Jesus began His mission in a hostile wilderness where, while being tempted by the serpent, proved His wisdom and maturity. He went on to die a good death to then become the first man to be resurrected into a true and perfect human. We who come after are resurrected into that same perfection.

Our bad death becomes a good death to innocence leading on and on to perfection.

Related reading: Predisposed to Rule

Predisposed to Rule

crownA question often asked about the Adam and Eve story is: Why did they fall? And why so quickly? If all was perfect and wonderful, why did they fall at all?

The answer usually given revolves around free will. God wanted them to truly love Him, and they couldn’t do that without free will. Okay, fine, they did have free will. But that doesn’t answer the question of why they chose to fall.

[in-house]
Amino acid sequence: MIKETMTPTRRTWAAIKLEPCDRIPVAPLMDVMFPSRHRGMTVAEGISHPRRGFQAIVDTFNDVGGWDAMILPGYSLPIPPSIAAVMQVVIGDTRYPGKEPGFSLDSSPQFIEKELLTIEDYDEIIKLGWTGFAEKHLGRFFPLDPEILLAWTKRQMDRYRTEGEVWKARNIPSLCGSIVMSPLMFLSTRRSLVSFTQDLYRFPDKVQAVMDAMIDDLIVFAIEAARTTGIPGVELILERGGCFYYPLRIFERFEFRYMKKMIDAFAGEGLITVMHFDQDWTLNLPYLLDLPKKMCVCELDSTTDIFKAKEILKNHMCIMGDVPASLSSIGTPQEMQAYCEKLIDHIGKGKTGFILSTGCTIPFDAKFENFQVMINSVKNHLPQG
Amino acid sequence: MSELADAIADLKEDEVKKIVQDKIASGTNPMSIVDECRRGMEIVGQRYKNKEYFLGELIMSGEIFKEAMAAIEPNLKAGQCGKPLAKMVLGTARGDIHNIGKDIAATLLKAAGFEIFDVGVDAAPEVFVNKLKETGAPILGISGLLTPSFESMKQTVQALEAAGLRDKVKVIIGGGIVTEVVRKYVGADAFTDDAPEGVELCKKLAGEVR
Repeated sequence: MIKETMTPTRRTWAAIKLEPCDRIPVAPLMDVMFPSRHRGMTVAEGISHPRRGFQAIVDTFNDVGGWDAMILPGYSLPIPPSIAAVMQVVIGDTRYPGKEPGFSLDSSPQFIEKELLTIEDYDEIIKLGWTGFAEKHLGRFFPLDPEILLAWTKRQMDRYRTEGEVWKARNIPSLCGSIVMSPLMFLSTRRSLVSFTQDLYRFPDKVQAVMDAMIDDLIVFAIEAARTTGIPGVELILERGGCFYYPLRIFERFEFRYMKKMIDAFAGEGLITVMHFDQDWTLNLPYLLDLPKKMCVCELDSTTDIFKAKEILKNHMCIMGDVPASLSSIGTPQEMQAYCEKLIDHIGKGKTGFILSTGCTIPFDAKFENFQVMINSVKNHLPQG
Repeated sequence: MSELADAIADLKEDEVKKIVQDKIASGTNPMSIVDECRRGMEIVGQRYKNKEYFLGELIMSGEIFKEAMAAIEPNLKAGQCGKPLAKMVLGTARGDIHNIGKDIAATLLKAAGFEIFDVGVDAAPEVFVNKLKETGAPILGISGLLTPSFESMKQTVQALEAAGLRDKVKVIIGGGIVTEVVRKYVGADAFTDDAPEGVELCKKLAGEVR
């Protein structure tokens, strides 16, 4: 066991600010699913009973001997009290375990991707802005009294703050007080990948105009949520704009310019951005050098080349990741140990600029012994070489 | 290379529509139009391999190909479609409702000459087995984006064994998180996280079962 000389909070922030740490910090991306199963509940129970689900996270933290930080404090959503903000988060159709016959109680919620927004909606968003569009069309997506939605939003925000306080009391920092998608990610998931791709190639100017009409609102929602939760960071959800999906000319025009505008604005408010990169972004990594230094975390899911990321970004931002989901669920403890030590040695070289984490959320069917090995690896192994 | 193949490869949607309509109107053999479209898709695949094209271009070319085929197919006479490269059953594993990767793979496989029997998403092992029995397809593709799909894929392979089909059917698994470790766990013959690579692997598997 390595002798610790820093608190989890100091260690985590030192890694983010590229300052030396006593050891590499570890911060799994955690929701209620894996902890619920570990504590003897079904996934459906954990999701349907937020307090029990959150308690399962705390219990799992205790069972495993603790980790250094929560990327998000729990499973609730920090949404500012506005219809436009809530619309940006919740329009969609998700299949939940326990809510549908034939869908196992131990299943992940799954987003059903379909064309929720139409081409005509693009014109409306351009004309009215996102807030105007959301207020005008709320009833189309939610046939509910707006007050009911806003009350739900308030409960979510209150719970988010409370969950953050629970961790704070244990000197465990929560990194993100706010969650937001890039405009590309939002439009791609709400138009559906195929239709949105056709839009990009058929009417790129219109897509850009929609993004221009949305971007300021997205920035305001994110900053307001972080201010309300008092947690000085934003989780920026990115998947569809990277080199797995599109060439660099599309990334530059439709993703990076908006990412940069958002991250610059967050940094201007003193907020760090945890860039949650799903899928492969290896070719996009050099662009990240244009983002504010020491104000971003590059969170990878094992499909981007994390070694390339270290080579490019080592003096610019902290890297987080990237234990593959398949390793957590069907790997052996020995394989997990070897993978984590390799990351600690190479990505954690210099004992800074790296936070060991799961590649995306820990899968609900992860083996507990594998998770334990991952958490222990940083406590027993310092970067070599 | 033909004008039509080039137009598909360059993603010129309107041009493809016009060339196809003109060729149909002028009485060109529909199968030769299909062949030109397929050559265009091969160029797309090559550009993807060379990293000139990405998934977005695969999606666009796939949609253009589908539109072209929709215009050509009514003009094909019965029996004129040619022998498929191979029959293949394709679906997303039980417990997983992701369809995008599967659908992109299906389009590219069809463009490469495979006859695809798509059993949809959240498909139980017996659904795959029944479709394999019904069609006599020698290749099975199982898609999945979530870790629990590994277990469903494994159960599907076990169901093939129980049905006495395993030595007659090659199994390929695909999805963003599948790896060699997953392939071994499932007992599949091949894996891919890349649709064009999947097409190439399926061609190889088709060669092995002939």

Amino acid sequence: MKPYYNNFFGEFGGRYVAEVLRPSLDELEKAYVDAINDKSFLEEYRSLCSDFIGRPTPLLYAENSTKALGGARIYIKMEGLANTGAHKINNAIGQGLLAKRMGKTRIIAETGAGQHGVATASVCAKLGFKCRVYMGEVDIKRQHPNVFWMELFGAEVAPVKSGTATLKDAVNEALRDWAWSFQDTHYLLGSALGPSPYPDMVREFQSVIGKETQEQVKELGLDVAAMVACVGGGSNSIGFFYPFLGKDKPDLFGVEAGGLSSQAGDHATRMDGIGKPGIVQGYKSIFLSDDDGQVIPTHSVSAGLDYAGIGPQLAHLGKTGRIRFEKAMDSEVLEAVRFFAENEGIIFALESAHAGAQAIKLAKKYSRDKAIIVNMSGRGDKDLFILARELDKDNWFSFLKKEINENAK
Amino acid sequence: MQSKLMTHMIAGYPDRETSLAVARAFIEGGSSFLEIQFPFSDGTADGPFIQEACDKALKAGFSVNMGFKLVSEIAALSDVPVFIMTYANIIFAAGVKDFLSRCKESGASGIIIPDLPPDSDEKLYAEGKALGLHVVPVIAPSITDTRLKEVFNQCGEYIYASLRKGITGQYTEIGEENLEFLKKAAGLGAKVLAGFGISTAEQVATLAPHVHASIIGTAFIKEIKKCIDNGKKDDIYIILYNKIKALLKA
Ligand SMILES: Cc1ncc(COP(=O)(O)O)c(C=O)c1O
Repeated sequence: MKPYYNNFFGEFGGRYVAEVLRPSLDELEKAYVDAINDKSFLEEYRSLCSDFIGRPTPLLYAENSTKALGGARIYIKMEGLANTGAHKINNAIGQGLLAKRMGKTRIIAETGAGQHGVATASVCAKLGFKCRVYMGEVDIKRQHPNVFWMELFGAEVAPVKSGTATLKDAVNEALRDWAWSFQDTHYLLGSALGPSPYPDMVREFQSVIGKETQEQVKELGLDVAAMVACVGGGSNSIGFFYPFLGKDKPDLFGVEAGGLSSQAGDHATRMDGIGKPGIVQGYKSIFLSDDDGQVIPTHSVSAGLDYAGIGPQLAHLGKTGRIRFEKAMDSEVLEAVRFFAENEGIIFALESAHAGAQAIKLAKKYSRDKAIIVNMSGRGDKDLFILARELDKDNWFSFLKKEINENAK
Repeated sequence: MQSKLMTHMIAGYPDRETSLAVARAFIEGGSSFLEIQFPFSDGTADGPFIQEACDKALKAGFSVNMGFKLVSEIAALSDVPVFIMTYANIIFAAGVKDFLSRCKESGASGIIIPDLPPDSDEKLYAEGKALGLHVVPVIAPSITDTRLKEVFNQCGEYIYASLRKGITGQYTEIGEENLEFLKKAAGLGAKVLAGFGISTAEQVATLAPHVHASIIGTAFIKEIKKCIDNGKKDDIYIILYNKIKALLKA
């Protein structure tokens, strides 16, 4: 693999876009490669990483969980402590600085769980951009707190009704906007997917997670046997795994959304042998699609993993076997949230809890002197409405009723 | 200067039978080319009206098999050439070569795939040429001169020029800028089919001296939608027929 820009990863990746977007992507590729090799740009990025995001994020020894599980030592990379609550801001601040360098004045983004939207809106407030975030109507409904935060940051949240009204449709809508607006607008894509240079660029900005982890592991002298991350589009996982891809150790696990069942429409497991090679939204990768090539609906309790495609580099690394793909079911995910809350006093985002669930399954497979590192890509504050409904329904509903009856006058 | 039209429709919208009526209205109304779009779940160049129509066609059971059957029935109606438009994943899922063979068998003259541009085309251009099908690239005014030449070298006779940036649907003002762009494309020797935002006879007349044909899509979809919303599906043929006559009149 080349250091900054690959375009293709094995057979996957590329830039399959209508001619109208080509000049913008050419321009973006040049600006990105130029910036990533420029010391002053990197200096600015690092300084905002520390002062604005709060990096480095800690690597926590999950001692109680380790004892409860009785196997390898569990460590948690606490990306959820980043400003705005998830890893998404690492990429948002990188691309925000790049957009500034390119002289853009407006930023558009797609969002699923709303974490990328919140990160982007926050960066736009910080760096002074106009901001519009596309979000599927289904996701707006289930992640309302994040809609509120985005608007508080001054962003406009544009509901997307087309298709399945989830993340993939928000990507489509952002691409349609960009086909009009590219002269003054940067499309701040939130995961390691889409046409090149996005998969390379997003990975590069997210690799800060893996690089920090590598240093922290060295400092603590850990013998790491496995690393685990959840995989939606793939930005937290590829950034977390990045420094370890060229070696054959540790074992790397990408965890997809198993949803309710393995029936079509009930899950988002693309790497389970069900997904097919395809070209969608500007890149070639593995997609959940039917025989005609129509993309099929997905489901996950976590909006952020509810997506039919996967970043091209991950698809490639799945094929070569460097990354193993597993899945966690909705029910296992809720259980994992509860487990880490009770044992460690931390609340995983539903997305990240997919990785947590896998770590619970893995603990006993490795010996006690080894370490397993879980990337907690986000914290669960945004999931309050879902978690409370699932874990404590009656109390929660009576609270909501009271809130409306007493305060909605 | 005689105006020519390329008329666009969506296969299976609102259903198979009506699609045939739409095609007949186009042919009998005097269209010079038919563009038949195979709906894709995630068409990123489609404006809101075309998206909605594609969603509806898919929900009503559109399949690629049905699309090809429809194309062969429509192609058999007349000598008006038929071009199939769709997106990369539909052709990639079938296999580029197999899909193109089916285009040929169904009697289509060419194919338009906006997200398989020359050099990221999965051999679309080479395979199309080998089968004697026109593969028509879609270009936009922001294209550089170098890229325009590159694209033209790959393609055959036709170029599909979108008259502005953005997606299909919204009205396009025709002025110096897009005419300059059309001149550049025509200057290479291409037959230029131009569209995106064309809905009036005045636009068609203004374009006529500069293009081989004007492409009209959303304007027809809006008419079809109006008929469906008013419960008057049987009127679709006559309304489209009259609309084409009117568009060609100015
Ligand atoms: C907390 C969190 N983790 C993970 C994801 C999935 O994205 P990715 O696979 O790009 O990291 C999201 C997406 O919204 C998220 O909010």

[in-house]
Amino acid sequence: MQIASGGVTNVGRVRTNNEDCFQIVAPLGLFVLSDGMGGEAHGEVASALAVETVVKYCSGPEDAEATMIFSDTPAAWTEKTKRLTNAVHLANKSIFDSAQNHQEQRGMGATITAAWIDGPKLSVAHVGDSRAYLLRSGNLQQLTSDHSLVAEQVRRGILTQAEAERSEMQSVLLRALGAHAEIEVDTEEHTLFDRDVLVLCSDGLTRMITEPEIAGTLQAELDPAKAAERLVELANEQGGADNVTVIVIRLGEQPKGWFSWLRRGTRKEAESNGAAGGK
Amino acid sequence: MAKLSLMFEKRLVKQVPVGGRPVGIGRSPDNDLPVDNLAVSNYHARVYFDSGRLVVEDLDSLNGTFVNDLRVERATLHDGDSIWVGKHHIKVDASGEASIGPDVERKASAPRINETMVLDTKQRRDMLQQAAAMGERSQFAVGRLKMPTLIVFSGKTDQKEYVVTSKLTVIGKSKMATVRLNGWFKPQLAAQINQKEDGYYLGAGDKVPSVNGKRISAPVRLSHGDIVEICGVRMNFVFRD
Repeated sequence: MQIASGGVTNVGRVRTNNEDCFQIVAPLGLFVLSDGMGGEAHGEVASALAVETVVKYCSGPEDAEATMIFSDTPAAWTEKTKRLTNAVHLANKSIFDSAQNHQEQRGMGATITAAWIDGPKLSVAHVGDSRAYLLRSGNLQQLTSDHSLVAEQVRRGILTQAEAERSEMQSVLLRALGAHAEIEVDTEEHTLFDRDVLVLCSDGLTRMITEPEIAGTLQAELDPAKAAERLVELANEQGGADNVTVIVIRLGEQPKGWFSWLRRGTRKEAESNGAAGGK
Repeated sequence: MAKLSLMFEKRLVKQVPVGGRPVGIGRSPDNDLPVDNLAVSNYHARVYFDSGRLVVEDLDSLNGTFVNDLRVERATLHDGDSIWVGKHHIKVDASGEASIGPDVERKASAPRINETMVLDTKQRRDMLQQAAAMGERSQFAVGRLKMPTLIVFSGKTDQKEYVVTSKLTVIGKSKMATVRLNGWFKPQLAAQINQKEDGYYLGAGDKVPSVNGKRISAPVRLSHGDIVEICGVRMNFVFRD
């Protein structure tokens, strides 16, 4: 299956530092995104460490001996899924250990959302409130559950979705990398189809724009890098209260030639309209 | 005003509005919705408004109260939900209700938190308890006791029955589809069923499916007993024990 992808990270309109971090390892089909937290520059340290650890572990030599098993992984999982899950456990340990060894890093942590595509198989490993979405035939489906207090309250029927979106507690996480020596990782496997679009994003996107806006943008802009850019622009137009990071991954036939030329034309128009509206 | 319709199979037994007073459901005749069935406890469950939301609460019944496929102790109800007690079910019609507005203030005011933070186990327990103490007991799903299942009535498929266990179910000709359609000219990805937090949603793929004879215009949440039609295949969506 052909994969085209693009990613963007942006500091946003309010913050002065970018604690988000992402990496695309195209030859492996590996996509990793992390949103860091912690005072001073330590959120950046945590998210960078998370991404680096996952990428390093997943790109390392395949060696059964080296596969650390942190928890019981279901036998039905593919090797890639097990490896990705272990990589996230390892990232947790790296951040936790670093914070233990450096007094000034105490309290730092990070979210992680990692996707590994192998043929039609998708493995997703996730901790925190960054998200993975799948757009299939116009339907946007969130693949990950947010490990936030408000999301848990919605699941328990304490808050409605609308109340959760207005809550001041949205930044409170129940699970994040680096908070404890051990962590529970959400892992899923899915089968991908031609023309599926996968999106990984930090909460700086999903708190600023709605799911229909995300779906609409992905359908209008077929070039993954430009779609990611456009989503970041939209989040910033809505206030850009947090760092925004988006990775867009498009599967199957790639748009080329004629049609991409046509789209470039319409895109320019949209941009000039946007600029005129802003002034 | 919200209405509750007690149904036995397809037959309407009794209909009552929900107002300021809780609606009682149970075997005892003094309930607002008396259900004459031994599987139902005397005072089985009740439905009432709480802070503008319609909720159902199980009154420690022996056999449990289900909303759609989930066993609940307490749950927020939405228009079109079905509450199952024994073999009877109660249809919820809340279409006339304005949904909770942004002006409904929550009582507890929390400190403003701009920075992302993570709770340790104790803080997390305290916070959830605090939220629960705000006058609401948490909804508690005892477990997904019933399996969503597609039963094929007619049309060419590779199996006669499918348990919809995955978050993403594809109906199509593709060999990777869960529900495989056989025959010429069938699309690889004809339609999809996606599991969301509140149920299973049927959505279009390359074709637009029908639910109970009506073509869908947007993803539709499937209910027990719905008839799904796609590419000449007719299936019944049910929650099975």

Free will is like gravity. Gravity is a powerful force in the universe, and it effects everything. But, when compared to other forces, gravity is relatively weak. Free will is like that – it is a force in your life, but it is weak compared to other forces in your life.

For example, take two men: one is an alcoholic who hasn’t had a drink in three days; the other has only tasted alcohol once and it nearly made him puke – he hates it. Lock both men in a room containing only a full bottle of whiskey. Both men have free will – they can both choose to drink or not to drink, but we all know which man will drink. One man is predisposed to drink while the other is not. The force predisposing the man to drink is stronger than his free will. That doesn’t mean he can’t choose not to drink; it just means he probably will choose to drink. That’s an imperfect example of course, but it helps us to understand why Adam and Eve chose to disobey God and eat of the Tree of the Knowledge of Good and Evil.